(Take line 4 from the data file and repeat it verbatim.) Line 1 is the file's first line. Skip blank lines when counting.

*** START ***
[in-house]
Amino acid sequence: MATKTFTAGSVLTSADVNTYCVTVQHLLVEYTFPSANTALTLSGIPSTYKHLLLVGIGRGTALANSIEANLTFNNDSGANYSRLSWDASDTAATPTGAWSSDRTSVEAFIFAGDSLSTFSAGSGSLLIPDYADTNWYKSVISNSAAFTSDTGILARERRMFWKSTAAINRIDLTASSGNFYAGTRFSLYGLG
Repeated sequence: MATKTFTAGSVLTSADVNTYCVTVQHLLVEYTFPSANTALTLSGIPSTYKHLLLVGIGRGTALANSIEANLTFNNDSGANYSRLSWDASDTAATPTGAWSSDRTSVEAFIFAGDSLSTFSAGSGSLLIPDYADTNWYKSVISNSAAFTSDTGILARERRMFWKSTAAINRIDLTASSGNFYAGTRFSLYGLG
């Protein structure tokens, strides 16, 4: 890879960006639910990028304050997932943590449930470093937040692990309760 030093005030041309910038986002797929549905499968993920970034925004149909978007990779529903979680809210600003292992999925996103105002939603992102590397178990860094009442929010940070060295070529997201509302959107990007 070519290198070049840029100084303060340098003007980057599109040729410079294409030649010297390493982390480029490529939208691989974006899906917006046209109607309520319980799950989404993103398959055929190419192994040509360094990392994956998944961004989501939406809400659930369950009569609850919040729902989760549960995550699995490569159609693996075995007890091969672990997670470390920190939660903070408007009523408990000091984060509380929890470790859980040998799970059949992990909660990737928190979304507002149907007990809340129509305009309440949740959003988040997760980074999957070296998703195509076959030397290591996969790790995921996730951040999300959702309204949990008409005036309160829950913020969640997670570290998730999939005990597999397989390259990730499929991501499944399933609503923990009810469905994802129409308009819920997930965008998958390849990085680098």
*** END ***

């Protein structure tokens, strides 16, 4: 890879960006639910990028304050997932943590449930470093937040692990309760 030093005030041309910038986002797929549905499968993920970034925004149909978007990779529903979680809210600003292992999925996103105002939603992102590397178990860094009442929010940070060295070529997201509302959107990007 070519290198070049840029100084303060340098003007980057599109040729410079294409030649010297390493982390480029490529939208691989974006899906917006046209109607309520319980799950989404993103398959055929190419192994040509360094990392994956998944961004989501939406809400659930369950009569609850919040729902989760549960995550699995490569159609693996075995007890091969672990997670470390920190939660903070408007009523408990000091984060509380929890470790859980040998799970059949992990909660990737928190979304507002149907007990809340129509305009309440949740959003988040997760980074999957070296998703195509076959030397290591996969790790995921996730951040999300959702309204949990008409005036309160829950913020969640997670570290998730999939005990597999397989390259990730499929991501499944399933609503923990009810469905994802129409308009819920997930965008998958390849990085680098």